It estimated that from the beginning of the 20th century up to 1986, 46 000 workers had died and over a million were seriously injured. Mineworkers' lives were cheap in apartheid South Africa. The mines use threats and punishments to make the work go faster. If workers stop because the working place is not safe, they may get charged - and sometimes even fired. The fear of punishment makes workers take more risks - and when workers take more risks they have more accidents. Falls of ground are common in deep mining and can be triggered by seismic events. Mining companies had “the attitude that, when workers want to withdraw from a dangerous workplace, they want to first agree that it is dangerous. In 2003, when the highest number, of seismic events, was last recorded by the chamber, 48 of the 270 miners who died were killed in falls of ground accidents. There was an increase in seismic activity since 2016. Our concern is that the fatalities that are happening in the mining industry in South Africa are as a result of the mining companies pricing the loss of human life into their business model. It is unacceptable that mineworkers are denied their basic human right to work in an environment that guarantees their safety and that instead they are expected to go to work to die. We call upon employers to put lives of workers first so that we can be able to achieve zero harm in the mining industry. We are selling our labour for the survival of our families, not our limbs, and lives.

• Politics

As 2019 is the year of national elections, the Congress will deliberate what resources can the union make available to bolster the ANC campaigns for a two-thirds majority victory in the elections. The union will also deliberate on the SACP’s congress resolution to contest election outside the tripartite alliance. This resolution has caused a dilemma among many NUM members as they are members of both the ANC and the SACP. Congress will seek to persuade the Party to reconsider its stance on the matter in the quest to strengthen the National Democratic Revolution (NDR).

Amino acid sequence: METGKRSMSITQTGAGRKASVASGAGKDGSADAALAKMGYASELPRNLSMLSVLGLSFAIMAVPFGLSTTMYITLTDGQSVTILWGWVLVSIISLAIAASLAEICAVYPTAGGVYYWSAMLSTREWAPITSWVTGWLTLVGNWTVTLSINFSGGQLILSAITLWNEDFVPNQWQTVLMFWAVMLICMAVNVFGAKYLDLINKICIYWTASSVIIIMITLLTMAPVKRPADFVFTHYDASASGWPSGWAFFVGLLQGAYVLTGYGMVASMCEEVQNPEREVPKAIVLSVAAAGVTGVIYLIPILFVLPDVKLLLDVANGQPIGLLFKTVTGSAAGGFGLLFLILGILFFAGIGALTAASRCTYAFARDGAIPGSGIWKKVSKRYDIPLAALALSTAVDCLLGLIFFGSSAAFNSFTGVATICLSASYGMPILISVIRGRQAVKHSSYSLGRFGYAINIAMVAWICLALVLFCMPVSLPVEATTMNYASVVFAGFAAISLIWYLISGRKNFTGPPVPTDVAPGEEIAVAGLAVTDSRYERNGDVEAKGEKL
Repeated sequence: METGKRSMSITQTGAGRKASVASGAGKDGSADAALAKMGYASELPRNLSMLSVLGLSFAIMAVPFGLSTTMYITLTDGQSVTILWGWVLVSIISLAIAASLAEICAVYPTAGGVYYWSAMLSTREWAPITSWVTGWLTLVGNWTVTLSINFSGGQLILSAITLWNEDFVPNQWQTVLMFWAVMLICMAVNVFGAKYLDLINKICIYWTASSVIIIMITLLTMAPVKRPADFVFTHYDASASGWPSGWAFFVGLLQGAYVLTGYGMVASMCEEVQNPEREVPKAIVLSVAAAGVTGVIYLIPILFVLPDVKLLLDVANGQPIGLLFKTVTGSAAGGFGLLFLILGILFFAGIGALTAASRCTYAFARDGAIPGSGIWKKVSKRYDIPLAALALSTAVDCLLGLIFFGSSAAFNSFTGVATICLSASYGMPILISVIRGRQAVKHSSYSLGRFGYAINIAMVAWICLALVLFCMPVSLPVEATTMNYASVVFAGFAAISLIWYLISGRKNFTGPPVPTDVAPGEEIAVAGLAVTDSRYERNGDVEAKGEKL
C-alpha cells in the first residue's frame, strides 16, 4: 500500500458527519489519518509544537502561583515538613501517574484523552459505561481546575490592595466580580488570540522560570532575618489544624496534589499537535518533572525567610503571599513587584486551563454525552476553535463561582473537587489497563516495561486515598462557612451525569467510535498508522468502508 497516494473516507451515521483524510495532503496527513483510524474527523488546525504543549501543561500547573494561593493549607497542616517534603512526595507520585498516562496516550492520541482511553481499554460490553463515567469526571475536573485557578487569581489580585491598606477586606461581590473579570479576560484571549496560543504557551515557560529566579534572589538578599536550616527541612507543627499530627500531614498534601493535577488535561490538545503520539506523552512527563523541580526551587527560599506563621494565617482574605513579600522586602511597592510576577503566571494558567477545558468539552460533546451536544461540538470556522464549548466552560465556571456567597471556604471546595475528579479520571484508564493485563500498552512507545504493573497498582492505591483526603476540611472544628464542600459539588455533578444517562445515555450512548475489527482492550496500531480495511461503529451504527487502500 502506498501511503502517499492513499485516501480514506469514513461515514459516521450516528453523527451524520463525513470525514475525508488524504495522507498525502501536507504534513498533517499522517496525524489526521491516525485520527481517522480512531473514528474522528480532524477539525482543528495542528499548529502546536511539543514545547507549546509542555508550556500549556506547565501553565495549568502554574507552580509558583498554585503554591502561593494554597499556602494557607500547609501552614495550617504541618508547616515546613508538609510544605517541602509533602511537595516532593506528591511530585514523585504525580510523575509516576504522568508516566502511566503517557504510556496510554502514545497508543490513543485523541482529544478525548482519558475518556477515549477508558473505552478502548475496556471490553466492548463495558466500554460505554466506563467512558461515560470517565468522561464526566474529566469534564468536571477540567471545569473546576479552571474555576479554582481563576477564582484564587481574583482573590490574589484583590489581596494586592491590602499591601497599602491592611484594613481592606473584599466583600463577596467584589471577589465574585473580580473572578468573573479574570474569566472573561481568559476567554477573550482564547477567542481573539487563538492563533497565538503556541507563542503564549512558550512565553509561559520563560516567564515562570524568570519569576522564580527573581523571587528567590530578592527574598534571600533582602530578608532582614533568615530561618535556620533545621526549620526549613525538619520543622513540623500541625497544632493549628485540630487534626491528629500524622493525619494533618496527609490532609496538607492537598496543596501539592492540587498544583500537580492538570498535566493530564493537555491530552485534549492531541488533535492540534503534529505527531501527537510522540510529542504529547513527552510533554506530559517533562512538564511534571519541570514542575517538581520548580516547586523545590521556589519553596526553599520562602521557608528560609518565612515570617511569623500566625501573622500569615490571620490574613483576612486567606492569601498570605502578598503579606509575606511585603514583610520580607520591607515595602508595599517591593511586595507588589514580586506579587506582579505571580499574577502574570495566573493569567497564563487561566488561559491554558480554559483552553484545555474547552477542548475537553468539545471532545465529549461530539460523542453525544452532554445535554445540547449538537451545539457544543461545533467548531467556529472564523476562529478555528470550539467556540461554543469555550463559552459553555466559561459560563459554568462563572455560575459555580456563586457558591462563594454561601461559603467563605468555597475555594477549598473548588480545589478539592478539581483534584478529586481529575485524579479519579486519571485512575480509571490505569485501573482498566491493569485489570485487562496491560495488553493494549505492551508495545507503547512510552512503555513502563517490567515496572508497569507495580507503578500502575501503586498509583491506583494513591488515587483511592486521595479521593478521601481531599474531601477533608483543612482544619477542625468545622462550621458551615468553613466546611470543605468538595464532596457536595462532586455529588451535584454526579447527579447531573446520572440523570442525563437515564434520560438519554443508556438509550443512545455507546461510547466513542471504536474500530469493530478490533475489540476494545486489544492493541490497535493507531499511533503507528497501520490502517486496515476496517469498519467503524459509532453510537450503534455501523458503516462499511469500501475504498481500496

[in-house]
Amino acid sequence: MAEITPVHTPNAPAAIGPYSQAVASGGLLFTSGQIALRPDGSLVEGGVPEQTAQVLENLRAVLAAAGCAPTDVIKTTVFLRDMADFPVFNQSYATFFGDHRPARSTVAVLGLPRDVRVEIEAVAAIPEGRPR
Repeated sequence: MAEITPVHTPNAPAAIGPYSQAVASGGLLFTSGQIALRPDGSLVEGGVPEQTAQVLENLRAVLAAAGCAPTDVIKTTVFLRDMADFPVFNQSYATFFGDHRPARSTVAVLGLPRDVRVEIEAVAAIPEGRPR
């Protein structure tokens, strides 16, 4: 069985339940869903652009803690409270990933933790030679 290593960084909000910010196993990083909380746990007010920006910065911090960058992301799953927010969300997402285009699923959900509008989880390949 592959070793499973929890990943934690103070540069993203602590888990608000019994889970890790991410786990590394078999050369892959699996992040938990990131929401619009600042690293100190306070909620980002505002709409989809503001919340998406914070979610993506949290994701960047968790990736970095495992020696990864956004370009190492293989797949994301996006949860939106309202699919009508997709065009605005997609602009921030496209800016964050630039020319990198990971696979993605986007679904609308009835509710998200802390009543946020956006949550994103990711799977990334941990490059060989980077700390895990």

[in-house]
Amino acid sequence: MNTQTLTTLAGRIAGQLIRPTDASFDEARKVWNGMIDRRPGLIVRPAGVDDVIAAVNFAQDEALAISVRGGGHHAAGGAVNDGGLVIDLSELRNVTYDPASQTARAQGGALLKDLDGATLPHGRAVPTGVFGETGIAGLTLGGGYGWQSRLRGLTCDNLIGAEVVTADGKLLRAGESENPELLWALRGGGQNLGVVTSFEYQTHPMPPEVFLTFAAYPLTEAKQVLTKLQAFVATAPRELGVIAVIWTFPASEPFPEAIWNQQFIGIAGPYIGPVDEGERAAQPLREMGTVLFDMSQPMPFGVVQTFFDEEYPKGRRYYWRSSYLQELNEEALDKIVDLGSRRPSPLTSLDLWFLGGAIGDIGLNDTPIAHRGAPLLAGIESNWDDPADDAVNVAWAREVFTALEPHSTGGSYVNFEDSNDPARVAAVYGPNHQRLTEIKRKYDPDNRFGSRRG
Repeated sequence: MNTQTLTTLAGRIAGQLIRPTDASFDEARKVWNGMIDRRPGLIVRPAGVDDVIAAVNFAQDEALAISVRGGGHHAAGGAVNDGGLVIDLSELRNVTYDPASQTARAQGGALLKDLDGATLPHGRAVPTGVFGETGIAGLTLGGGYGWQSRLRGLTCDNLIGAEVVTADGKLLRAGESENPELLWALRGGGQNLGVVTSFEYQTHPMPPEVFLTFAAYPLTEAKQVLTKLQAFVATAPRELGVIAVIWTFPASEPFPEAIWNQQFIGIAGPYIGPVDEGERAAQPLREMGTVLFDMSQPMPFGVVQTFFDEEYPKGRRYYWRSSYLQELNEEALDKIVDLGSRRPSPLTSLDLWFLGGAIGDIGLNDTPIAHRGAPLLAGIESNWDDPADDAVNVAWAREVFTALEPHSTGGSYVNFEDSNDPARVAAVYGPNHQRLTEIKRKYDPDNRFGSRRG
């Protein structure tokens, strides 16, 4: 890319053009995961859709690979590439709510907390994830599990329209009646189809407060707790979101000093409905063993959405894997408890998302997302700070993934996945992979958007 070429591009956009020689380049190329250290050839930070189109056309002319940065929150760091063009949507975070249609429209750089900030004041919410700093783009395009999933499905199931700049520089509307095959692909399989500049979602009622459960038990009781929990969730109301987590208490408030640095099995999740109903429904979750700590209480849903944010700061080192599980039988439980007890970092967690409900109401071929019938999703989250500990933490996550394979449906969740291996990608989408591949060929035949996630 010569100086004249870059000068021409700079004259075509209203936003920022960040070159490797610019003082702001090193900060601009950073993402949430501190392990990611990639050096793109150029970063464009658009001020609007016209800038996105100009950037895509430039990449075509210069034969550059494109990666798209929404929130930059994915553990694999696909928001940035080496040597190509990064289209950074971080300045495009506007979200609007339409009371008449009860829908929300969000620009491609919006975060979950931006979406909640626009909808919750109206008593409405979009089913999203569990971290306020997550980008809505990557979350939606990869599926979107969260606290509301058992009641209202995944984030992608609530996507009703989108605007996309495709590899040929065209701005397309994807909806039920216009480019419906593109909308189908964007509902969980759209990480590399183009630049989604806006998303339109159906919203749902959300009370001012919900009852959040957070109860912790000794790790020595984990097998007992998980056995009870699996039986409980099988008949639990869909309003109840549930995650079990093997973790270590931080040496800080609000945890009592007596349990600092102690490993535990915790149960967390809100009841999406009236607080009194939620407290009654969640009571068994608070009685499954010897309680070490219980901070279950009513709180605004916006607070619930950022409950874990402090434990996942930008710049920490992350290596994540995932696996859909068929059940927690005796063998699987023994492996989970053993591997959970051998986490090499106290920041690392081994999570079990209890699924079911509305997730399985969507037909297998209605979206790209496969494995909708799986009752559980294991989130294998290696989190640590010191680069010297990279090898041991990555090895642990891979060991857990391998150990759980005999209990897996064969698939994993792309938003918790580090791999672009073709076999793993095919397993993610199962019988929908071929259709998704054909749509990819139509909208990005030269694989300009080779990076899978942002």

As per our tradition, the Congress will be addressed by leaders from the ANC, the SACP and Cosatu We have also invited fraternal organisations both locally and internationally. However, we expect only the global federations to give messages of support on behalf of their affiliates. These global federations are BWI, IndustriAll, and WFTU.

Like as we said before, we invite members of the media to come and factually report about the Congress. We expect journalists, as they are workers themselves, to report factually about worker issues and refrain from journalism which is sensational and only serve to further divide the workers.

For accreditation purposes, members of the media can send their details i.e names, contact details and the name of the media house where they work to,, and

Due to high-security nature of the Congress, it is vital that members of the media apply for accreditation timeously. The NUM will not be able to entertain the last-minute request for accreditation.

Requests for accreditation will be acknowledged.

For more detailed information, please contact:

David Sipunzi: NUM General Secretary: 082 883 7293
Livhuwani Mammburu: NUM National Spokesperson: 083 809 3257

7 Rissik Street.
Cnr Frederick,
Johannesburg 2001
Tel: 011 377 2111

Twitter: @Num Media NUM

Categories: | Tags: | Comments: (0) | View Count: (3062) | Return

Post a Comment